If the “firm belief” is that people will require very high speed internet connections to get a fair go in life – not the same thing as faster access to cat videos – then the question becomes how much are you willing to spend, per head, to give everyone that go?
If satellite is never going to provide truly high speed - low ping - connections, then an awful lot of money will need to be spent on between 3% and (guess) 9% of the population; far more per household than city dwellers.
One of the problems being – because of the likely project duration – each election there is a saving to be made by scrapping such a (nation building) project, or continually scaling it back (as happened last election, to an extent, with FTTH).
Like the telegraph, railways and a great many other Victorian era mega projects; they were done almost as much to display the might of the builder – for the love of doing the project – as they were to provide useful services. The point also has to be made that labour costs and conditions were somewhat lacking, compared to today.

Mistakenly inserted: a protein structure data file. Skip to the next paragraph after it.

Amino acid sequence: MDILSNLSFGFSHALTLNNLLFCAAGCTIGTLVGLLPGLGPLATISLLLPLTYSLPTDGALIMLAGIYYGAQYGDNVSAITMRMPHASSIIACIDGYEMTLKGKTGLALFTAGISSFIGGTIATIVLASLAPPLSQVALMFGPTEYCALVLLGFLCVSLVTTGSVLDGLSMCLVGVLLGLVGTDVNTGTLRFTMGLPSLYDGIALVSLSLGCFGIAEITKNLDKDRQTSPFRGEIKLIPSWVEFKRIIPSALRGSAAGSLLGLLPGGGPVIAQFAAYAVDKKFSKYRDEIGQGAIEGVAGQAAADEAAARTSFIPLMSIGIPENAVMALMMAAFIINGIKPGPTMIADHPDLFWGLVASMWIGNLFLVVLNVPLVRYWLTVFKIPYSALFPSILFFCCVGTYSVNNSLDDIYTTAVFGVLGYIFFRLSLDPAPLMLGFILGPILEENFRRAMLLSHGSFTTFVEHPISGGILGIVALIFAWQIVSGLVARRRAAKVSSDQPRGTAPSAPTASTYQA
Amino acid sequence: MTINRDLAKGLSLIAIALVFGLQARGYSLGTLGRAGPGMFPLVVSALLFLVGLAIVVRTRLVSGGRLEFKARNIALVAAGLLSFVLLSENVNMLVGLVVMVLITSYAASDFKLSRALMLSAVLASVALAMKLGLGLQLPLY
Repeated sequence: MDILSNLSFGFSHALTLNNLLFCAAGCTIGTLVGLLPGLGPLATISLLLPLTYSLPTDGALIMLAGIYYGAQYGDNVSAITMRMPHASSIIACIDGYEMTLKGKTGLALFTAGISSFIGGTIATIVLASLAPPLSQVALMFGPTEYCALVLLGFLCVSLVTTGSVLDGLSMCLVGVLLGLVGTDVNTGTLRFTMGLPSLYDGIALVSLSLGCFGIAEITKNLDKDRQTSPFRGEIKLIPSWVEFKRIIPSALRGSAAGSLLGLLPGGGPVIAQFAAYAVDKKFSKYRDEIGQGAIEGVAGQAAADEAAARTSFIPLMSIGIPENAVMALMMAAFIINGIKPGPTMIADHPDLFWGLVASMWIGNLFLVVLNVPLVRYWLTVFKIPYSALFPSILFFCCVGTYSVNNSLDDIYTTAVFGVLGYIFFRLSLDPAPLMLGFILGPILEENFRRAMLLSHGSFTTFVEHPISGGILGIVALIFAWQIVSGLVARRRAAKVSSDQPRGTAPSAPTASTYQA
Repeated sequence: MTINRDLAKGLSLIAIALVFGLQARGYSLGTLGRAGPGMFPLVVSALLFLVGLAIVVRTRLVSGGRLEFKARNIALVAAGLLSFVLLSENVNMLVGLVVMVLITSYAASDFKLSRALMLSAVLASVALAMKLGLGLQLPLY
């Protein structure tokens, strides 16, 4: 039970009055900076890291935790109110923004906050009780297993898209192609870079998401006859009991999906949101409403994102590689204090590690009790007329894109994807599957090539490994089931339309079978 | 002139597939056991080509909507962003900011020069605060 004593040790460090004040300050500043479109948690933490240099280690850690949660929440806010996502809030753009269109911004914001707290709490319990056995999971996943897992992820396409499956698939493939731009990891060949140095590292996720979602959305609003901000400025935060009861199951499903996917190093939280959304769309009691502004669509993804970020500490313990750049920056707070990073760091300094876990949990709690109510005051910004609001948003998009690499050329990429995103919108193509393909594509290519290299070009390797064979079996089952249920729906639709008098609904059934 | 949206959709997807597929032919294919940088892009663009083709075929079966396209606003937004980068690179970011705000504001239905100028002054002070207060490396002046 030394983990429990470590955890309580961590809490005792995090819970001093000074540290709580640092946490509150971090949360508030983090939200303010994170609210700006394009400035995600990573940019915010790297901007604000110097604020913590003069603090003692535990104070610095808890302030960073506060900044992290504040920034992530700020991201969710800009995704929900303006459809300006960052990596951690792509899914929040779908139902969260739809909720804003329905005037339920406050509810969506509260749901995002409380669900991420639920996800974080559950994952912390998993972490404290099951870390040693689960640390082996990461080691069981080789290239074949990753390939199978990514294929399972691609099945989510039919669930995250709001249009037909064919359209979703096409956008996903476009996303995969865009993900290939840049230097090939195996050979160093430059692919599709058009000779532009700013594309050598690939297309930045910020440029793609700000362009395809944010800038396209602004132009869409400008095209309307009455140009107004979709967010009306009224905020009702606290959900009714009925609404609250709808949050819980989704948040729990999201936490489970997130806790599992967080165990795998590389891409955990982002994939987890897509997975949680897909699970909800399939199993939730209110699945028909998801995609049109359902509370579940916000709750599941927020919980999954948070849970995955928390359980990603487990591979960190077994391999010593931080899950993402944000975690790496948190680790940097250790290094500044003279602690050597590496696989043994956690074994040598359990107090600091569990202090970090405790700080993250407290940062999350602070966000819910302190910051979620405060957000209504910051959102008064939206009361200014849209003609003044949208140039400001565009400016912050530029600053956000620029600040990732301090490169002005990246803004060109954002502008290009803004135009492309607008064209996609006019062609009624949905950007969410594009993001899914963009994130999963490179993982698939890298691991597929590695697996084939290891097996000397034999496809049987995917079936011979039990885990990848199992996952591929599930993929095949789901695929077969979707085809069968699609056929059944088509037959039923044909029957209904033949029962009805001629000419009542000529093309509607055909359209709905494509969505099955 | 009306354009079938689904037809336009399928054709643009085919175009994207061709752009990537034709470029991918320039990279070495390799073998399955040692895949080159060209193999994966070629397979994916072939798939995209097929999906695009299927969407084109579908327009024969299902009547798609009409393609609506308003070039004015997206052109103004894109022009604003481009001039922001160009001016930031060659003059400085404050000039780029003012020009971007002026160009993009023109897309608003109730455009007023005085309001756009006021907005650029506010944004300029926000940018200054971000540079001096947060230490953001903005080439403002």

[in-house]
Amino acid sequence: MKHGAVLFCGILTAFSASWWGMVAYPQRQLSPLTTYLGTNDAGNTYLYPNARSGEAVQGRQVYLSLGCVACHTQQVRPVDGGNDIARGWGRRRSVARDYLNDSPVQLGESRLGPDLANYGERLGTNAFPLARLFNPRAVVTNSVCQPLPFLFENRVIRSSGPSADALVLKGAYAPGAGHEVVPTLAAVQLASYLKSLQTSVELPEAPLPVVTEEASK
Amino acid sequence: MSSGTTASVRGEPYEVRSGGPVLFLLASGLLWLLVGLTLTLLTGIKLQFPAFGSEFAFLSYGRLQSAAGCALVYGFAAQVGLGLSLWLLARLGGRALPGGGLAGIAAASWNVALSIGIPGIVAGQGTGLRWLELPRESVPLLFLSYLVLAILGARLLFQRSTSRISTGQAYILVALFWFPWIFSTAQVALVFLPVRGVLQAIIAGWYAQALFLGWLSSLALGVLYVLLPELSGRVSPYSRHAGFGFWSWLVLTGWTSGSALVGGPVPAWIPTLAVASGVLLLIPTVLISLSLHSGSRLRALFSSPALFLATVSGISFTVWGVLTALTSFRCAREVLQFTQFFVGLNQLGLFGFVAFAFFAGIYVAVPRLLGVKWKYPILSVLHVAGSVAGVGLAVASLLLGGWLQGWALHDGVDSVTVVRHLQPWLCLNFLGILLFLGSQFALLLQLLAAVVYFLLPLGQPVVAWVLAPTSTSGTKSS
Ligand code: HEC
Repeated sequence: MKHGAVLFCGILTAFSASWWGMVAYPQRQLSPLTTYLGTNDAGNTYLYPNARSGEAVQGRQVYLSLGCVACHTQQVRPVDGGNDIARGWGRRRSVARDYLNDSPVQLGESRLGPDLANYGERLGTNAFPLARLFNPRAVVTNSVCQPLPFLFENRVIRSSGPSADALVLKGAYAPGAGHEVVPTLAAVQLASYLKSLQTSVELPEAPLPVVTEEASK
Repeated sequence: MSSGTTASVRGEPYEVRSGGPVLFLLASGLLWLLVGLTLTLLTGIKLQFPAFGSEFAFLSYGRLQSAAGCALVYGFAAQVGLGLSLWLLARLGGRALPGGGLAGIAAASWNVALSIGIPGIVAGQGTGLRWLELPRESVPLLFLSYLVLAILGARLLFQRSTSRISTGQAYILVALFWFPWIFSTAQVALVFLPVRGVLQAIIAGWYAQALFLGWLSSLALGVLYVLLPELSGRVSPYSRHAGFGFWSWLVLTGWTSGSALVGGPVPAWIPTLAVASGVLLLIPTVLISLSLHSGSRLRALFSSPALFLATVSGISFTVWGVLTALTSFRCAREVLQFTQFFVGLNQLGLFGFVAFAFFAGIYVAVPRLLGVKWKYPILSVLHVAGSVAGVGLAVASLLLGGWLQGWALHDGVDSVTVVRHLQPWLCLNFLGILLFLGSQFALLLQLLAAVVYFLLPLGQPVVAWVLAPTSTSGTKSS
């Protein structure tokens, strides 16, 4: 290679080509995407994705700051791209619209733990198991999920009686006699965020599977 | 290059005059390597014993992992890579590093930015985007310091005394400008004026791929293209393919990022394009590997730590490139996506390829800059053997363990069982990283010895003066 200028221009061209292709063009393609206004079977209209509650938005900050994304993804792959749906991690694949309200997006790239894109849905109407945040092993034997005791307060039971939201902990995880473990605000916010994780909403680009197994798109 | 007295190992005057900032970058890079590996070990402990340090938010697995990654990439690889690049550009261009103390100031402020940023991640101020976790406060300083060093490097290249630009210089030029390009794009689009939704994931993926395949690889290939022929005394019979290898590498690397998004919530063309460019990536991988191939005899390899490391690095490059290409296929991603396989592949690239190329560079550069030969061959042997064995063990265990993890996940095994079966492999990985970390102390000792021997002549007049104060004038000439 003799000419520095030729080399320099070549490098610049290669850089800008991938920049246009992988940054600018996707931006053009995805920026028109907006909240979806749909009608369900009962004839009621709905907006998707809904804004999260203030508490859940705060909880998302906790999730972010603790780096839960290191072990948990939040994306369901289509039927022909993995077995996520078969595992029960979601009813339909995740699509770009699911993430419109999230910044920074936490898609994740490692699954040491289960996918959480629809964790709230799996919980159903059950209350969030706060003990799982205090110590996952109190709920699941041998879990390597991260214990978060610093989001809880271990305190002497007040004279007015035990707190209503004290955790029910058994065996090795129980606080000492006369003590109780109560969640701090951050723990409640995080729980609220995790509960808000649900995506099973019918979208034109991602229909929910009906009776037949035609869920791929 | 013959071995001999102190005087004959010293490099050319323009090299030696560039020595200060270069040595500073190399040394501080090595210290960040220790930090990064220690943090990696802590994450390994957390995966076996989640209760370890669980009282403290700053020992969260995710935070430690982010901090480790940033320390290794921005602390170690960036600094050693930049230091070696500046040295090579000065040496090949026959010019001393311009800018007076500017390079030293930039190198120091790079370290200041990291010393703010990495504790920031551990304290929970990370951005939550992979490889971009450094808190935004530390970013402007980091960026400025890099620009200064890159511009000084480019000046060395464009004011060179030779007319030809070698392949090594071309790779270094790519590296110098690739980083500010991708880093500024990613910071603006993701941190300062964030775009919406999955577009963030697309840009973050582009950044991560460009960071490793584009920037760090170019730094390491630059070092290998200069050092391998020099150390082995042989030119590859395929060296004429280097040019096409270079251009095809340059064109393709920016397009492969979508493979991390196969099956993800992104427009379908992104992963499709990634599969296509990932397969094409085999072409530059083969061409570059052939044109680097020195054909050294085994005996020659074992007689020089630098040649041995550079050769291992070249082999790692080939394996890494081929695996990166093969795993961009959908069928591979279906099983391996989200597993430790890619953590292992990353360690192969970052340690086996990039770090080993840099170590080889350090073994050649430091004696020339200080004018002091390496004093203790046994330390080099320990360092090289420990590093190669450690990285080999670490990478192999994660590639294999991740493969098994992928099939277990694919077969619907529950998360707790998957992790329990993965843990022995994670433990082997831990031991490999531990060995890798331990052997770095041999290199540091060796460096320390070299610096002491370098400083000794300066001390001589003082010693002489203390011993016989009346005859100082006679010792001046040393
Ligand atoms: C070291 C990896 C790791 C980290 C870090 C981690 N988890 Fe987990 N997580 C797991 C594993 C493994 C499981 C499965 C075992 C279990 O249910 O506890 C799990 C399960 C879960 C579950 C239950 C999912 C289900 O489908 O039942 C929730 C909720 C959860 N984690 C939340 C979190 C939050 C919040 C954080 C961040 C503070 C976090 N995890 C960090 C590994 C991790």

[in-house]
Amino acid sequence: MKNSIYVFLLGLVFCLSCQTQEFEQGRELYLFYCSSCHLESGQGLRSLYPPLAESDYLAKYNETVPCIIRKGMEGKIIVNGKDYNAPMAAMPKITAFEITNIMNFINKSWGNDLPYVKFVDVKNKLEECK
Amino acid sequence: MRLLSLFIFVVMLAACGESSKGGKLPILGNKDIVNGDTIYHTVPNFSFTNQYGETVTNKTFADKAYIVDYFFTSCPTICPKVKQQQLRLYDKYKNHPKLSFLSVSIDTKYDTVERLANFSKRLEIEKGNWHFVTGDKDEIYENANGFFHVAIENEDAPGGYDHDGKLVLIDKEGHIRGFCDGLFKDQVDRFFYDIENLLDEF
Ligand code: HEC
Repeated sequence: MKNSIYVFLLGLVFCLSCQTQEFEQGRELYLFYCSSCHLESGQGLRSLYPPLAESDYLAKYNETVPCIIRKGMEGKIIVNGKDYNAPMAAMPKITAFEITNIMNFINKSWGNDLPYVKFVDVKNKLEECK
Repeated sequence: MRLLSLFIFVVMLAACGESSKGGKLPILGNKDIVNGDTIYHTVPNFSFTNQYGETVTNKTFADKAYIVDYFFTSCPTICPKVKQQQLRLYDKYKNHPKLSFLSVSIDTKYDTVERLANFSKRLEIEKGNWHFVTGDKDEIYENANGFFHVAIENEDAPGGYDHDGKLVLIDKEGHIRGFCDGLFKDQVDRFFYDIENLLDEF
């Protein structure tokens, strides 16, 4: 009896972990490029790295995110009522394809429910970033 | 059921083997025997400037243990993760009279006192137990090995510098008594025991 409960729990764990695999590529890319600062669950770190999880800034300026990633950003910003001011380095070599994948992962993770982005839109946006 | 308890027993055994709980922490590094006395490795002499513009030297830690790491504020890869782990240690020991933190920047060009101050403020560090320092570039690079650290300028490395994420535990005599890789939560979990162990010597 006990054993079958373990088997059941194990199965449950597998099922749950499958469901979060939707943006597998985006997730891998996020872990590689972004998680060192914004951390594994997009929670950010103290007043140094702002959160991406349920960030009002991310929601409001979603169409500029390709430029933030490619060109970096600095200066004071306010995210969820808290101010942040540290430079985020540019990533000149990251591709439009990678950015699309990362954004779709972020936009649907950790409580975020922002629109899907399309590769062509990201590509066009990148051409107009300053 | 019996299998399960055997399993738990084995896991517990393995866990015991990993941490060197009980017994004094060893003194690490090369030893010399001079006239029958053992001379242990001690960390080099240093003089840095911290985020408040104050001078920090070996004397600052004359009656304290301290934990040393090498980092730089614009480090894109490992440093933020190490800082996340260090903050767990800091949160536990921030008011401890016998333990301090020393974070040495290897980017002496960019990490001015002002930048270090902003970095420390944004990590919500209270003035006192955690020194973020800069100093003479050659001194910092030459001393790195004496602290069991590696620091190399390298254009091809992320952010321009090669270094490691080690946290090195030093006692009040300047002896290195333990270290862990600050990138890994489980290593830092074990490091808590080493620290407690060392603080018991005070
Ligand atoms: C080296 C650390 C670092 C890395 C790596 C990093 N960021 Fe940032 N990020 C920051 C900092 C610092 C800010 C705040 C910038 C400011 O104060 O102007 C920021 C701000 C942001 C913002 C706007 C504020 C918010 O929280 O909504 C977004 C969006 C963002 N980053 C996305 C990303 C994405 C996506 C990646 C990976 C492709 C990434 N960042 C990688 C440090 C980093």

So whether old (or not so old, as with microwave) facilities are upgraded and utilised for 21st century comms isn't really the issue (either that is cheaper/better than an alternative, or it isn't) but whether successive governments want to stump up several billion – never mind a single billion to get it started - to connect 100% of the population, in a speed-time equivalent way.
There will almost certainly never be a commercial reason to hook up the 3% - and probably the same for many of the 6% who live nearer civilisation, but not quite near enough – so either it's public money, or it's the best we could manage (sorry).
Long term investment – chasing a dream because you should – is a difficult business. There are many ghost towns, in a very vague line between Adelaide and Alice Springs (and in many other places across the country) that were built for what once must have seemed a great idea - and may well, short term, have been just that - and/or through a lack of “foresight”. It will never be the future and in the future, people will very probably look back and marvel at how enterprising and industrious their forbears were (and had to be), when compared to themselves.